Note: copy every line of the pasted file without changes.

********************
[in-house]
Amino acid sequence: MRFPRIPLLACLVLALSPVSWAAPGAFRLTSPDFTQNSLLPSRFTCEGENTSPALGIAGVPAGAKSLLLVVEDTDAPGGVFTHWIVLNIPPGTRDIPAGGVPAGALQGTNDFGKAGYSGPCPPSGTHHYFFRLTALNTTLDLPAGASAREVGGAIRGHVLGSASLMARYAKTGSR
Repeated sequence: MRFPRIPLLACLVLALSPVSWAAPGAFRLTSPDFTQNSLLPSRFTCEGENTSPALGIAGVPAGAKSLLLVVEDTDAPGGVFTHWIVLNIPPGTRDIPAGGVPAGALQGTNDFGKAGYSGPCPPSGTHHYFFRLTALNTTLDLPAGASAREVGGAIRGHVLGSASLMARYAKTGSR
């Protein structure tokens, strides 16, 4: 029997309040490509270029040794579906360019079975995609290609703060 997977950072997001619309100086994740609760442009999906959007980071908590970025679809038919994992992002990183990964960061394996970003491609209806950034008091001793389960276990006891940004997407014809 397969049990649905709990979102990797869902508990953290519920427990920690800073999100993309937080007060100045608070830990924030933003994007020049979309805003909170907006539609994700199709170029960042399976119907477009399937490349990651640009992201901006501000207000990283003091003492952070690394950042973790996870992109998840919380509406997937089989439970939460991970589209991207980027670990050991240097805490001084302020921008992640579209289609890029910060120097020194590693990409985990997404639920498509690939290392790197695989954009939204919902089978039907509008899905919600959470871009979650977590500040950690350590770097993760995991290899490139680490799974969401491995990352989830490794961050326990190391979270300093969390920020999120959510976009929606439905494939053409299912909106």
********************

[in-house]
Amino acid sequence: MRFPRIPLLACLVLALSPVSWAAPGAFRLTSPDFTQNSLLPSRFTCEGENTSPALGIAGVPAGAKSLLLVVEDTDAPGGVFTHWIVLNIPPGTRDIPAGGVPAGALQGTNDFGKAGYSGPCPPSGTHHYFFRLTALNTTLDLPAGASAREVGGAIRGHVLGSASLMARYAKTGSR
Repeated sequence: MRFPRIPLLACLVLALSPVSWAAPGAFRLTSPDFTQNSLLPSRFTCEGENTSPALGIAGVPAGAKSLLLVVEDTDAPGGVFTHWIVLNIPPGTRDIPAGGVPAGALQGTNDFGKAGYSGPCPPSGTHHYFFRLTALNTTLDLPAGASAREVGGAIRGHVLGSASLMARYAKTGSR
């Protein structure tokens, strides 16, 4: 029997309040490509270029040794579906360019079975995609290609703060 997977950072997001619309100086994740609760442009999906959007980071908590970025679809038919994992992002990183990964960061394996970003491609209806950034008091001793389960276990006891940004997407014809 397969049990649905709990979102990797869902508990953290519920427990920690800073999100993309937080007060100045608070830990924030933003994007020049979309805003909170907006539609994700199709170029960042399976119907477009399937490349990651640009992201901006501000207000990283003091003492952070690394950042973790996870992109998840919380509406997937089989439970939460991970589209991207980027670990050991240097805490001084302020921008992640579209289609890029910060120097020194590693990409985990997404639920498509690939290392790197695989954009939204919902089978039907509008899905919600959470871009979650977590500040950690350590770097993760995991290899490139680490799974969401491995990352989830490794961050326990190391979270300093969390920020999120959510976009929606439905494939053409299912909106």